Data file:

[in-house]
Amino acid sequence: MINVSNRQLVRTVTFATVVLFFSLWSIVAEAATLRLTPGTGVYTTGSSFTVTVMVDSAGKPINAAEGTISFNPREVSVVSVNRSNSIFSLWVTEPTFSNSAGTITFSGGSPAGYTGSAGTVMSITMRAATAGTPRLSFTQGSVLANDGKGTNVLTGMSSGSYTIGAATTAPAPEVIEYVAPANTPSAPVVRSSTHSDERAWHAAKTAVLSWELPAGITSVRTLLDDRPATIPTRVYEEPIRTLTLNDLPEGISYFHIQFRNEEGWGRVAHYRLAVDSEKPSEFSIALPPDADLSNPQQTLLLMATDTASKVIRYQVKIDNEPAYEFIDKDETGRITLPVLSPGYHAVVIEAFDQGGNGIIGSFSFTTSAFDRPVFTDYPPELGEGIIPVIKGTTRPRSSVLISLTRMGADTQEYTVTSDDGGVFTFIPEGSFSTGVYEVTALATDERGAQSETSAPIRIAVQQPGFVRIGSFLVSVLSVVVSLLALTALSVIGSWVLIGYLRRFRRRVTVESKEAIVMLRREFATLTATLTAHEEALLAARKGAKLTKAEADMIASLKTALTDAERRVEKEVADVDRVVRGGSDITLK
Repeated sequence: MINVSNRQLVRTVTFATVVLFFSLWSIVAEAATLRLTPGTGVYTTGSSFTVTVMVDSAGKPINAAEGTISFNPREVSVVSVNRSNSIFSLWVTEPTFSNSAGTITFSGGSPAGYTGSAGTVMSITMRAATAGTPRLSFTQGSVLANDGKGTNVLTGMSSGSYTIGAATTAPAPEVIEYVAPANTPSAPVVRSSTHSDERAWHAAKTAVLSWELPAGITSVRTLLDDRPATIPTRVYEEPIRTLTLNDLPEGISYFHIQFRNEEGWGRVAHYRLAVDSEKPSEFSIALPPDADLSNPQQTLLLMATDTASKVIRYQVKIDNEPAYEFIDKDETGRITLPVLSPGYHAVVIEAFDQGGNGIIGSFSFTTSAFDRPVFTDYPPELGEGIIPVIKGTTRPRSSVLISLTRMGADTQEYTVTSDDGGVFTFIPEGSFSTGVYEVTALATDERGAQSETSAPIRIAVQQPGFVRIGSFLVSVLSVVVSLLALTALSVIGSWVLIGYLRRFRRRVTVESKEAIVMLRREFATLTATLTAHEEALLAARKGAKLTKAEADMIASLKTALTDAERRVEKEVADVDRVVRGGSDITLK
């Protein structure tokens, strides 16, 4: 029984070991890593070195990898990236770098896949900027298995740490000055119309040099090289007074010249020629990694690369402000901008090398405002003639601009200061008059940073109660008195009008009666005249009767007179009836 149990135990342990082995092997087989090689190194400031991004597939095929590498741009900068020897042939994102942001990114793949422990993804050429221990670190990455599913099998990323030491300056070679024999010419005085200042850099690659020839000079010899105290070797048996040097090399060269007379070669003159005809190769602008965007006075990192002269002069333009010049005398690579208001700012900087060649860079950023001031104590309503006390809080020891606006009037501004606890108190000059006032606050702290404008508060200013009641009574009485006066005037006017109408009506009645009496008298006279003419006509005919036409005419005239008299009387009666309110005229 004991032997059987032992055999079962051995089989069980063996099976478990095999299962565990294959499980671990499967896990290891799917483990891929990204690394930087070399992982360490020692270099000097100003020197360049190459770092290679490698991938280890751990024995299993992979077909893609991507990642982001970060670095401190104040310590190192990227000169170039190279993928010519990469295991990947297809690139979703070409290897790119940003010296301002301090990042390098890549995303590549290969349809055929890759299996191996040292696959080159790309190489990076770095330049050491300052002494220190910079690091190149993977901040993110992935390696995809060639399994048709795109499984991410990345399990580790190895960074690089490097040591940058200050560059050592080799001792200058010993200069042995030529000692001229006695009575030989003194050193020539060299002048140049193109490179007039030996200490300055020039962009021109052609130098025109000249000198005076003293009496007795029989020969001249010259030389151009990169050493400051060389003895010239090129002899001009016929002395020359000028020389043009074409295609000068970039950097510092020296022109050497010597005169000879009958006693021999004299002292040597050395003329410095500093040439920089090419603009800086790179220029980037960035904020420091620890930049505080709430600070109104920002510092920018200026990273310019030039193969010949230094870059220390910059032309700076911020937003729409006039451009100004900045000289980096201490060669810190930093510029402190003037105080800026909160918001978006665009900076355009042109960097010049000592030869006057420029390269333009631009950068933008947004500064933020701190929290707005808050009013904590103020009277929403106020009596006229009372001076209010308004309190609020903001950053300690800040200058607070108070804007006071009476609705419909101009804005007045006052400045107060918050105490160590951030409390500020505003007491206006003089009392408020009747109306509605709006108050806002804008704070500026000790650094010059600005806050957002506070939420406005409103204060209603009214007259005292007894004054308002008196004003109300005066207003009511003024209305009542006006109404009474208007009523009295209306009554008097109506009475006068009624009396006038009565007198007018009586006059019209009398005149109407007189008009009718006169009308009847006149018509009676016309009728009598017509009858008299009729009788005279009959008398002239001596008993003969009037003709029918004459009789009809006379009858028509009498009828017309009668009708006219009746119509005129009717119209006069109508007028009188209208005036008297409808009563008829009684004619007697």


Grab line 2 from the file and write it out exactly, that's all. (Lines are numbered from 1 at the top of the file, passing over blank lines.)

Amino acid sequence: MINVSNRQLVRTVTFATVVLFFSLWSIVAEAATLRLTPGTGVYTTGSSFTVTVMVDSAGKPINAAEGTISFNPREVSVVSVNRSNSIFSLWVTEPTFSNSAGTITFSGGSPAGYTGSAGTVMSITMRAATAGTPRLSFTQGSVLANDGKGTNVLTGMSSGSYTIGAATTAPAPEVIEYVAPANTPSAPVVRSSTHSDERAWHAAKTAVLSWELPAGITSVRTLLDDRPATIPTRVYEEPIRTLTLNDLPEGISYFHIQFRNEEGWGRVAHYRLAVDSEKPSEFSIALPPDADLSNPQQTLLLMATDTASKVIRYQVKIDNEPAYEFIDKDETGRITLPVLSPGYHAVVIEAFDQGGNGIIGSFSFTTSAFDRPVFTDYPPELGEGIIPVIKGTTRPRSSVLISLTRMGADTQEYTVTSDDGGVFTFIPEGSFSTGVYEVTALATDERGAQSETSAPIRIAVQQPGFVRIGSFLVSVLSVVVSLLALTALSVIGSWVLIGYLRRFRRRVTVESKEAIVMLRREFATLTATLTAHEEALLAARKGAKLTKAEADMIASLKTALTDAERRVEKEVADVDRVVRGGSDITLK